Get the Facts on the HPV Vaccine! Talk to your Pharmacist

26 August 2019: The Irish Pharmacy Union (IPU) has urged people to talk to their pharmacist if they have any questions on the HPV vaccine. The HPV vaccination school-based programme will this year target both boys and girls, and the IPU is urging those eligible to be vaccinated, and their parents, to get the facts and talk to their pharmacist.

IPU Committee Member and community pharmacist Gráinne O’Leary said, “There is a lot of misinformation about the HPV vaccine, particularly on social media. This misinformation stokes unnecessary fears in young people and their parents, which can lead to a lower uptake. Your local pharmacist should be a key point of contact if you have any concerns on this, or any other vaccination. We are healthcare professionals and medicine experts, working in the heart of your local community. Talk to us, and we will be happy to chat through any concerns you have.”

The HPV vaccine saves lives and it is safe and effective. It helps prevent infection caused by the human papillomavirus (HPV), one of the leading causes of cervical cancer and other cancers. In Ireland, almost 300 women develop cervical cancer every year and almost 90 die because of it. HPV also causes oropharyngeal, vaginal, penile and anal cancers. More than 100 million people worldwide have received the HPV vaccine, and in Ireland more than 240,000 girls have been fully vaccinated.

Ms O’Leary continued, “It is understandable that when people read negative comments about the HPV vaccine that they will have questions. What we are today asking people to do, is to bring those questions to their pharmacist, who is a highly trained medical professional and will be able to present you with the facts. Community pharmacists are the most accessible part of the healthcare system – there are over 1,900 pharmacies around the country, with half the population living within one kilometre of a pharmacy. We have long opening hours, including weekends, and we are here to help.

“There is a lot of fiction out there on this issue, and the noise around it can be overwhelming. Let us help you to cut through and noise, so you have the facts and can make an informed decision. Get the facts, talk to your pharmacist.”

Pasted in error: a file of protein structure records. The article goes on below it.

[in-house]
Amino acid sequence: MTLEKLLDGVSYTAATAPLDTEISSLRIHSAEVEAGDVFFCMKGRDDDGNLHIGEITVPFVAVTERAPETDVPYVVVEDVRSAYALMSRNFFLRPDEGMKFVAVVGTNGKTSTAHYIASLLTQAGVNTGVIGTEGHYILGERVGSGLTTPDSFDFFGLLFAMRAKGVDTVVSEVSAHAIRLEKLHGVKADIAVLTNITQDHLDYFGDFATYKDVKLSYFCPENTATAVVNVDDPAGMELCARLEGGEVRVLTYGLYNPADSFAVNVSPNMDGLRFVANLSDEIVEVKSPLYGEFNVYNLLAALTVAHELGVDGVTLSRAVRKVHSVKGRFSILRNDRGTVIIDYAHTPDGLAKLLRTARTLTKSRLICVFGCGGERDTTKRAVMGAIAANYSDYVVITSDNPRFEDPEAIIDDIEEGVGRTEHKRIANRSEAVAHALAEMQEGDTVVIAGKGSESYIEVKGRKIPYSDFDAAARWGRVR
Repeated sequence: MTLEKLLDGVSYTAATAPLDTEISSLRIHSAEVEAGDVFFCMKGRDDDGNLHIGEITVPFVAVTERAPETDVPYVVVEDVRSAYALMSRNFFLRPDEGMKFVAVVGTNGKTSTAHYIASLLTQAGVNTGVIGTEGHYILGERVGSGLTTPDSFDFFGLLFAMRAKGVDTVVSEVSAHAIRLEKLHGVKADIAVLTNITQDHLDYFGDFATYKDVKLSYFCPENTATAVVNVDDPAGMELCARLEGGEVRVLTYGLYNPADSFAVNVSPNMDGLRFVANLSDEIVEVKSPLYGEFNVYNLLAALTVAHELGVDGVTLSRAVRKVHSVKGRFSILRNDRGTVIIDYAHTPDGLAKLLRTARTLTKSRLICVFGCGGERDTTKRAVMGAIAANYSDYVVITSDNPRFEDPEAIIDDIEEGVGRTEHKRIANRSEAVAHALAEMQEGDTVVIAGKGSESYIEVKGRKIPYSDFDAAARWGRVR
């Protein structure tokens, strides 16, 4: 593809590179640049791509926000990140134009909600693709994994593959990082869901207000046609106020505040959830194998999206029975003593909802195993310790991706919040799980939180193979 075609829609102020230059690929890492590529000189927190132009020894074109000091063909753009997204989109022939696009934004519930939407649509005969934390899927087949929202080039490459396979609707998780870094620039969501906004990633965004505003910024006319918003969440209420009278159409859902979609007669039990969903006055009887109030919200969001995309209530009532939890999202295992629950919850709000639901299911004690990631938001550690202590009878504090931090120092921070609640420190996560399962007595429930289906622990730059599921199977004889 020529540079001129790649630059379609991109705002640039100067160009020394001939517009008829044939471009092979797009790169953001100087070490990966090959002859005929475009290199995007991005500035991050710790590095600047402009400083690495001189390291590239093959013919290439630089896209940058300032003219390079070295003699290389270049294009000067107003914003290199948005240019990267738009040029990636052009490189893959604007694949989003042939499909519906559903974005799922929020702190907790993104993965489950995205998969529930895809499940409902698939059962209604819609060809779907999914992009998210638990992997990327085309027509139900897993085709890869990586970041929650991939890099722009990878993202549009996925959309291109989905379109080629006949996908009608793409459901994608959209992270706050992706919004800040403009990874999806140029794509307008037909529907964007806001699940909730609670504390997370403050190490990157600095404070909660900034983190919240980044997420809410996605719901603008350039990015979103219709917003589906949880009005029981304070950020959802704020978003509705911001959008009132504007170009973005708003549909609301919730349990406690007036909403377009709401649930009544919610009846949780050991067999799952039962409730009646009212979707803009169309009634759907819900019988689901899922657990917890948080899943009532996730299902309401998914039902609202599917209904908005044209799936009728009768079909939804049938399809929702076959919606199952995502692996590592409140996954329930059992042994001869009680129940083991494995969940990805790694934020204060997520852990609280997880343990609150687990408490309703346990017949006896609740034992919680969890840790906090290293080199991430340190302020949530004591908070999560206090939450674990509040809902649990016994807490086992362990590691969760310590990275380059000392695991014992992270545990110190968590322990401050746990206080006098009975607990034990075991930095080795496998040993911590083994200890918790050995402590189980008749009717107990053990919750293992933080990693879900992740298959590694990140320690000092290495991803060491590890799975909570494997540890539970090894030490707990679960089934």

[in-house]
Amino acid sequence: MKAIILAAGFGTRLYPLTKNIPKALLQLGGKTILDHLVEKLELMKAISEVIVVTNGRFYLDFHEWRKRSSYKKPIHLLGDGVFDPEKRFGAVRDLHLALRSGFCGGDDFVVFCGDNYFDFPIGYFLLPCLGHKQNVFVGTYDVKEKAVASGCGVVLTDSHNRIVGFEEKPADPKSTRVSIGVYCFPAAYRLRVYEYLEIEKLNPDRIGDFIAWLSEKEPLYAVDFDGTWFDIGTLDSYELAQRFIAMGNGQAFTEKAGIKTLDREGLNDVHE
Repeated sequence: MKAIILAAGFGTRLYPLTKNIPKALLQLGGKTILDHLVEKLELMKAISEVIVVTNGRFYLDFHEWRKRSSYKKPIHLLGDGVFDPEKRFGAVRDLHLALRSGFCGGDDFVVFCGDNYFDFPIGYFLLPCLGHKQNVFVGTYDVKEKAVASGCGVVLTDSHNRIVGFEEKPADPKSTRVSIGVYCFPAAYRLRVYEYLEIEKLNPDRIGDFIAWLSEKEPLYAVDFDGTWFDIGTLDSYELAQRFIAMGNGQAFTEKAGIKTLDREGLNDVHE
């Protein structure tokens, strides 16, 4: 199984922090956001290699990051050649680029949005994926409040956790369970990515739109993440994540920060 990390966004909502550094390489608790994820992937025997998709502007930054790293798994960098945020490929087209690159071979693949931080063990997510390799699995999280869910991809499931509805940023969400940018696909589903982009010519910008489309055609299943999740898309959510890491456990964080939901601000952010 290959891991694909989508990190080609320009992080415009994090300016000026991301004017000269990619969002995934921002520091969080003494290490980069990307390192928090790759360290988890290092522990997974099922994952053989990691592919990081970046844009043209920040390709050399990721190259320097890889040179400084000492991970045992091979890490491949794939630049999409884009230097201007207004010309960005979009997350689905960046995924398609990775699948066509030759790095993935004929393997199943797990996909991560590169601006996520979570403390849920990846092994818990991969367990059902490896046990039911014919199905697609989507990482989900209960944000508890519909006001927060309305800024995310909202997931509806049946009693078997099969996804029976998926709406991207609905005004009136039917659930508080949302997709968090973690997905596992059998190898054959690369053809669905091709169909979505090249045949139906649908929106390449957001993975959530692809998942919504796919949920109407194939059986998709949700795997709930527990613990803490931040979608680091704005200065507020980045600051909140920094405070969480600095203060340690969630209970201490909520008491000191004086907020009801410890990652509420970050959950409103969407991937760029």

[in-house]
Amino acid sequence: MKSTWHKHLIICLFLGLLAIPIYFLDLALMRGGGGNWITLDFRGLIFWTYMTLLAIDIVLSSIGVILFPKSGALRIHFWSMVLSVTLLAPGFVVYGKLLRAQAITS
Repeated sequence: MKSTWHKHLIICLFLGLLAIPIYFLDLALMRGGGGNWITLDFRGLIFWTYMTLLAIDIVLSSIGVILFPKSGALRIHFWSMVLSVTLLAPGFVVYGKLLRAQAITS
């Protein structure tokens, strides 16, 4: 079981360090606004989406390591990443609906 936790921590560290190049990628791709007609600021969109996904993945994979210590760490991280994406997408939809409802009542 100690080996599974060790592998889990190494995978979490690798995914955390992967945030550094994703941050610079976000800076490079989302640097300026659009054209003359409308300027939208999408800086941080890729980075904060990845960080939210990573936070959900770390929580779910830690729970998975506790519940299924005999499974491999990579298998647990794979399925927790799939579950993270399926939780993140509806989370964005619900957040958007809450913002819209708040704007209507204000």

For further information:

Siobhán Kane, Press and Communications Manager IPU, 087 775 1510 

Editor’s Note:

 This information initiative is being undertaken as part of a wider vaccine awareness campaign being undertaken by the IPU. We are encouraging people to get the facts and talk to their pharmacist about other vaccines too, including childhood immunisations, flu and pneumococcal vaccines.

HPV: Human papillomavirus (HPV) is the most common sexually transmitted disease worldwide. The majority of sexually active adults will contract HPV at some stage in their lives. While usually harmless, the virus can cause certain forms of cancer. It is most widely known for causing cervical cancer, which tragically claims the lives of almost 90 Irish women a year, but it can lead to other cancers including cancer of the throat.

More than 100 million people worldwide have received the HPV vaccine. Its safety has been monitored for more than 10 years by the World Health Organisation (WHO), the US Centers for Disease Control and Prevention (CDC) and the European Medicines Agency (EMA). All have continually reported that the vaccine is safe with no known long-term side-effects.

HPV vaccine key facts:

  • More than 280 million doses of HPV vaccine have been administered in over 80 countries worldwide;
  • International research studies have shown that the vaccine is very effective. In Australia, studies have shown a 77% reduction in the types of HPV infection responsible for most cervical cancers; and
  • Younger people have a better response to the HPV vaccine which is why it is provided to students (male and female) in their first year of second-level school.